On the page marked the last day of May were some lines written in my mum’s very familiar handwriting.
May 31st: Is it wrong to pursue what I know my heart must give up? I dare not go back again. But, when I am there, it does not feel like a deception, and I know it is right.
Time is but a shadow,
Too slow, too swift,
But for those who love,
Time does not exist.
I am a shadow, so art thou.
This was most puzzling and the only snippet of mum’s writing I could find. It did sound a bit dramatic for a woman who’d always been so even-tempered and calm whilst she lived her all too brief life. What, or rather whom had she contemplated giving up, I wondered? I actually didn’t know anything about my mother’s life as a girl, though I remembered her talking once or twice about old boyfriends who clearly weren’t significant. No, the only person she’d ever truly loved was my dad. There are photos of her when young, but they almost seem to be someone else, certainly no one I recognize. There’s one in a frame at home. She’s standing by a lake, her long, dark hair flowing back in the wind, her dress billowing out behind her showing lithe and fragile contours. I like that picture because she’s laughing, it’s a face full of love and hope for the future.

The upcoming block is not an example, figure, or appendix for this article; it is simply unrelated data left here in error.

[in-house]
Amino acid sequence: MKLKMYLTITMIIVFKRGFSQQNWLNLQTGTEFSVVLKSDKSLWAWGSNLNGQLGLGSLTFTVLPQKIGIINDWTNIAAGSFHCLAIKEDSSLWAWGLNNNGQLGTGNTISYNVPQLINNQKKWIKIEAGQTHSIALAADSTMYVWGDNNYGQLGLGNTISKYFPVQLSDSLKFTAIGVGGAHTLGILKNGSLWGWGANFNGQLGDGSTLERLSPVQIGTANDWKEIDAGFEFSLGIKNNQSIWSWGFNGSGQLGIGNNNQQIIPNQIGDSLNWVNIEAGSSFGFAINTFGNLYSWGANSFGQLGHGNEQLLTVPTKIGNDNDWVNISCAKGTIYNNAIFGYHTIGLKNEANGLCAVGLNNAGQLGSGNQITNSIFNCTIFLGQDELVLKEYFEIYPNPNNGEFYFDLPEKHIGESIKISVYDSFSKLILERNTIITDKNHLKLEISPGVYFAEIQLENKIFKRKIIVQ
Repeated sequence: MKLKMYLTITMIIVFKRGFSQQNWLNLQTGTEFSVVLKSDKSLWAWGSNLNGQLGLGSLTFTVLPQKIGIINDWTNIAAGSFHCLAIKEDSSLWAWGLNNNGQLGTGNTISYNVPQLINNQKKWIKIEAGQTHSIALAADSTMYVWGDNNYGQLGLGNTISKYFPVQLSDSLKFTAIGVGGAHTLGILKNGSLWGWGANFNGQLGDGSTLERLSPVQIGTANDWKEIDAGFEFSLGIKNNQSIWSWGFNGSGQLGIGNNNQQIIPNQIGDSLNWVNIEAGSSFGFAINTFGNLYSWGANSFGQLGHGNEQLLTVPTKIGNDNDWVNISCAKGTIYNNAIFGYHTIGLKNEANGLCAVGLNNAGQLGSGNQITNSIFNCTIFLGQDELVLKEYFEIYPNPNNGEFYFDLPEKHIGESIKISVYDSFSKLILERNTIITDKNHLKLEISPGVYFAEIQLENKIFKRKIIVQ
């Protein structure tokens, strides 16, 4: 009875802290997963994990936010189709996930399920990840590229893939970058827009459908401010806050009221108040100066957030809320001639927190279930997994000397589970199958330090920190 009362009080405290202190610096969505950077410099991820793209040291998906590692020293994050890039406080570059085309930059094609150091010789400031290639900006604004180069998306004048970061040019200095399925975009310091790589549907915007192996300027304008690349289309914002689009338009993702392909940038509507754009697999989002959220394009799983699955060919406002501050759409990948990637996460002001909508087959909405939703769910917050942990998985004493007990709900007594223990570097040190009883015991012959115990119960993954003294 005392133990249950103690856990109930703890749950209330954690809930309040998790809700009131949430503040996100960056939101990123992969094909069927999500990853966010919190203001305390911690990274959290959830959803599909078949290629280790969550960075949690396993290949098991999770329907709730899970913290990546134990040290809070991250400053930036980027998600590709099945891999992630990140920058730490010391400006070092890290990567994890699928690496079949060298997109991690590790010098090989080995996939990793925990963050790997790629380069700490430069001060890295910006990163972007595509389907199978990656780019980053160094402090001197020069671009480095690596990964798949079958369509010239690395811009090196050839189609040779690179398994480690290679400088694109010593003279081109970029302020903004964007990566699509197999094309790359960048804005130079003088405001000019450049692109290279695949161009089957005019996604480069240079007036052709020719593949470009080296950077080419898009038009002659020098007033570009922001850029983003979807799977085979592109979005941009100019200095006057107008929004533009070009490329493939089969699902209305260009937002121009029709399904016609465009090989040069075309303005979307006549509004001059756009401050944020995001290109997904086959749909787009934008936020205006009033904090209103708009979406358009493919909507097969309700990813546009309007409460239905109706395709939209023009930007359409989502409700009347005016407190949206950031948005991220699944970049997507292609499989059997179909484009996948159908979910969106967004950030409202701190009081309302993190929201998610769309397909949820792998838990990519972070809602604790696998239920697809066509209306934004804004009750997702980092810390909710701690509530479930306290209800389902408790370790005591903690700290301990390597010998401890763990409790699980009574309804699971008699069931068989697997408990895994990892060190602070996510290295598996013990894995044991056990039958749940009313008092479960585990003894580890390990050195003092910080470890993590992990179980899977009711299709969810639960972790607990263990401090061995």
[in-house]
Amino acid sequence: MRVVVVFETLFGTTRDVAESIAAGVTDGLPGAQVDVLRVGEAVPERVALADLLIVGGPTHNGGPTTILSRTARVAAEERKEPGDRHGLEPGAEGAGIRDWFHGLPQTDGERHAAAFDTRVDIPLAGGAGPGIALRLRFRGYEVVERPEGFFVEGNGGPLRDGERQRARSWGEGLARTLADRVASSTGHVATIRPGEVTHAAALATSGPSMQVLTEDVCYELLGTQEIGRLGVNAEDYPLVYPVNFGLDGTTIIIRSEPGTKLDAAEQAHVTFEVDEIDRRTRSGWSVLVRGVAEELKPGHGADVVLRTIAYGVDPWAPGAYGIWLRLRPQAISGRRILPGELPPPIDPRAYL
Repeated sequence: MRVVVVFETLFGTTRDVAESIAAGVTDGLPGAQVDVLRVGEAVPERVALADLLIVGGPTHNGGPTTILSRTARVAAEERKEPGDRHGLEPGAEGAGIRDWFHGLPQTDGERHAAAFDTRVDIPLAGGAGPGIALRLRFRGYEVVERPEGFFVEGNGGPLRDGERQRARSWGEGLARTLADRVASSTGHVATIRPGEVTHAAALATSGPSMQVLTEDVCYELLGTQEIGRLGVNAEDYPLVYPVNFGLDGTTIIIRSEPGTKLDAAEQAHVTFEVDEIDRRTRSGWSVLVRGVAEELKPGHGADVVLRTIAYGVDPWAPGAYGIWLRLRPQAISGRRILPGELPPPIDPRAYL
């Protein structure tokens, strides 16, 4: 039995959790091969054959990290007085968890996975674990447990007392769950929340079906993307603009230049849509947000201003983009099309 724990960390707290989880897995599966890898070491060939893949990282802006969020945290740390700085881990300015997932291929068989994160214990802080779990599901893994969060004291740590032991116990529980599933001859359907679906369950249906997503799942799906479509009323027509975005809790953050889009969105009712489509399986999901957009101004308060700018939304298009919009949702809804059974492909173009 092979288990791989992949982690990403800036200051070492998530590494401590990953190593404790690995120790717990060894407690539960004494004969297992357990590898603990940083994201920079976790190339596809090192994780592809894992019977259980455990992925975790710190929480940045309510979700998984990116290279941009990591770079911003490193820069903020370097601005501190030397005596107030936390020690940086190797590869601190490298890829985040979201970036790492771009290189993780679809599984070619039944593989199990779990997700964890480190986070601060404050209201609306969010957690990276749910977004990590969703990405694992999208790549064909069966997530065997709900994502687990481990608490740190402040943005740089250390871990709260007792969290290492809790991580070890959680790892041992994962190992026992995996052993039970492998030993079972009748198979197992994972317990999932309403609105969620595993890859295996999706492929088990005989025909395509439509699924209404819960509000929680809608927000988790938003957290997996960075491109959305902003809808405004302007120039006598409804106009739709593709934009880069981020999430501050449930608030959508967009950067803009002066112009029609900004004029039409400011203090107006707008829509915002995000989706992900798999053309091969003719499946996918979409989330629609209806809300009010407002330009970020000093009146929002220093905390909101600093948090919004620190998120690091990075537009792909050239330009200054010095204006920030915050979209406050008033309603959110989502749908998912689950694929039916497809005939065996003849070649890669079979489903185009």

I didn’t quite feel comfortable about all the feelings and emotions that seemed to emanate from the yellowing pages of the journal like a forgotten elixir, elusive and intangible, and was about to add it to the contents of the rosewood box when I noticed the edge of a piece of paper tucked in to the binding at the back. Carefully extracting the brittle paper, I unfolded it to find the dust of a dried rosebud wrapped in a piece of lace, a silver medal-shaped coin and what looked to be some sort of subscription card. The medal had an engraving of the Sydney Hotel on it and I wondered if it might be like a kind of ticket, perhaps, to what was now the museum or even the gardens. But the most intriguing object was the subscription card to the Assembly Rooms for the entrance to Cotillion Balls for the price of a pound. The date was April 5th, 1802, and the name Sophia Elliot was written along the top. But, what really caused every hair on my head to stand on end was the realization that it was written very clearly in my own hand.
Further links: Chapters One,Two,Three Chapter Four Chapter Five Chapter Six Chapter Seven Chapter Eight Chapter Nine Chapter Ten Chapter Eleven Chapter Twelve